Test Your Backup By Restoring A File – Here’s How We Would Do It

We’ve picked today; Thursday February 20th, for you to test restoring a file from your backups. If you’ve been following us on our Facebook or Twitter accounts you’ll know we’ve been talking about this for a week now and I hope you’re on board to join with us in making this test!

The day has finally arrived and by this time you should at least have an idea of what you need to do. Hopefully you’ve got documentation or have written down the steps you need for restoring a file. One file is all we are going to do this time.

Why Are We Doing This?

You backup on a regular schedule and your backups always show “Good” or “Complete”. Why bother to go through this process?
When disaster strikes and stress is high is definitely NOT the time to have to figure out how to get that critical document back. It’s also not the time to find out that you thought the backups were working – but they weren’t.
This is the acid test so that you can speak with confidence that your backups are working and you can reduce your stress when disaster strikes.
You should schedule a time to perform a restore on a regular basis, maybe every quarter. Software gets updated and the process might be different. Or unbeknownst to you something has changed or broken within the backup process. This is your chance to make sure everything is still working as it was.

What File Should I Restore?

Pick a file that gets updated and changed often. You definitely want a file that you can look at and confirm it is an older copy of the one you are working on now. A Microsoft Word or Excel file would be good enough. It doesn’t have to be anything big.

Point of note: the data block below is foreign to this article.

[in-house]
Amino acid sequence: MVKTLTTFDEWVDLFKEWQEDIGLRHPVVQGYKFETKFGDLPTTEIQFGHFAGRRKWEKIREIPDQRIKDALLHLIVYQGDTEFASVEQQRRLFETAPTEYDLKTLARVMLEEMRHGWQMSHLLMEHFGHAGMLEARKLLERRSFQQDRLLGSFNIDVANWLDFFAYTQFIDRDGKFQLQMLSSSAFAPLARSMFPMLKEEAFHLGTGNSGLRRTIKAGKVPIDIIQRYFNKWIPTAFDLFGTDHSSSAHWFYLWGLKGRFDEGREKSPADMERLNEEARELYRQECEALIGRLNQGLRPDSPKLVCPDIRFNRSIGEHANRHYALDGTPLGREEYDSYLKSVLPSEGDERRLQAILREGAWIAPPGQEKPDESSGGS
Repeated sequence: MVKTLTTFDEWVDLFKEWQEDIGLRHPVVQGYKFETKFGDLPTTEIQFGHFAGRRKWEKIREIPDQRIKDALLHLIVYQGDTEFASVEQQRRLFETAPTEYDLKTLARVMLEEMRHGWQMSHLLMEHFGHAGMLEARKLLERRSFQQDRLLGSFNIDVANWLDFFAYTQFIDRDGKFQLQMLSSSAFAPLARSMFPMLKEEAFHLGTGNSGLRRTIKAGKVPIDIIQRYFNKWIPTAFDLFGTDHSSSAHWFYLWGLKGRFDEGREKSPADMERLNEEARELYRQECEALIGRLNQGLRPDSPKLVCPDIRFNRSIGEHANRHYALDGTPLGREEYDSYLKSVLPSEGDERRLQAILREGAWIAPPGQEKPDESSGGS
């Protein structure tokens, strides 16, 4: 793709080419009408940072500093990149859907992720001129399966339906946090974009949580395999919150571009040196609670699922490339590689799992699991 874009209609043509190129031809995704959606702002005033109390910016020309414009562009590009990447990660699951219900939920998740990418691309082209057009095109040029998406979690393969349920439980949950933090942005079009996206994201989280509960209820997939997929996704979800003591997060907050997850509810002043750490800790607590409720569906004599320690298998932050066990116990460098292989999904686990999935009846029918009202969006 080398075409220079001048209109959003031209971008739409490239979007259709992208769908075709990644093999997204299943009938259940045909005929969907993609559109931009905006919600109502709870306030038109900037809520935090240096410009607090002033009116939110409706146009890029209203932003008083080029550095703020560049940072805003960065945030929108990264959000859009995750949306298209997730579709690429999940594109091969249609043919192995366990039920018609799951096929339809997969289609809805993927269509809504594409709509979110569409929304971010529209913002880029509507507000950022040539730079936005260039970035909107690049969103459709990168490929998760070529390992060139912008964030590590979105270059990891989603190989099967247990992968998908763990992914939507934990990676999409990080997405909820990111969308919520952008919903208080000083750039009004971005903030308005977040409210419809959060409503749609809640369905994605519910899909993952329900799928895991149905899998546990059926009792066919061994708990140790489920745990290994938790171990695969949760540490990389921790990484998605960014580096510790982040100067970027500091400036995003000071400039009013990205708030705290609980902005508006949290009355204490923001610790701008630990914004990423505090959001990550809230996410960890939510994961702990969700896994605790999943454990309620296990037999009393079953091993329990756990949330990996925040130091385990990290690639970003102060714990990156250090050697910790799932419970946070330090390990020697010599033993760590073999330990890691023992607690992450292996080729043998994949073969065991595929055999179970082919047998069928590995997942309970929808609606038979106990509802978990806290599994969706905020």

Important: Something to keep in mind. When you are restoring the file you will want to restore it to a location that is different from the original you have right now. Most backup systems will allow you to pick the location for your restore. What you don’t want to do is overwrite the current file – you need it to compare to the one you are about to restore.

How To Restore A File

We can’t tell you the steps on how to do yours – but here’s how we would do it with CloudPockets. Your steps will be similar for your system.

Right-click on the cloud in your task tray and select Open to open up the CloudPockets client, and login if prompted

Select Restore

Select the Backups Set to use, click Next, then click through the folders to pick the file you want to restore. Click the checkbox to pick that file.

At the bottom of the window select the folder location you want to restore to.

When you’re ready, click Start Restore

Wait! – Make Sure It Restored Properly

Hopefully your restored file appeared in the folder you designated – but don’t celebrate just yet. First make sure the file can be opened and worked on, and that no corruption occurred in the backup or restore process.
Bring up the most recent copy and open up the restored copy side by side with it. Compare and look for changes, also for any strange characters that may be due to corruption.

If the file is all good, now you can go ahead and congratulate yourself! You know your backup works, and you know how to restore a file when you need it. That fact should give you some peace of mind and confidence in your backup system. This same process can work for multiple files all the way up to a full restore, just by selecting greater and greater files.

What If It Didn’t Work?

If you didn’t get a file, or the file didn’t come back correctly then you’ve made an important discovery – you’re not protected like you thought you were, or you need help.
Now is the time to talk to your tech support (unless that’s you) or talk to your backup provider. Don’t put it off! You don’t want that sickening feeling of not being able to get back that important file you – or someone else – really needs!
Make that call today!

So How Did It Go?

If you joined us and performed this test then I’d love to hear how it went, what you learned, and what you’ll do differently next time – got a comment?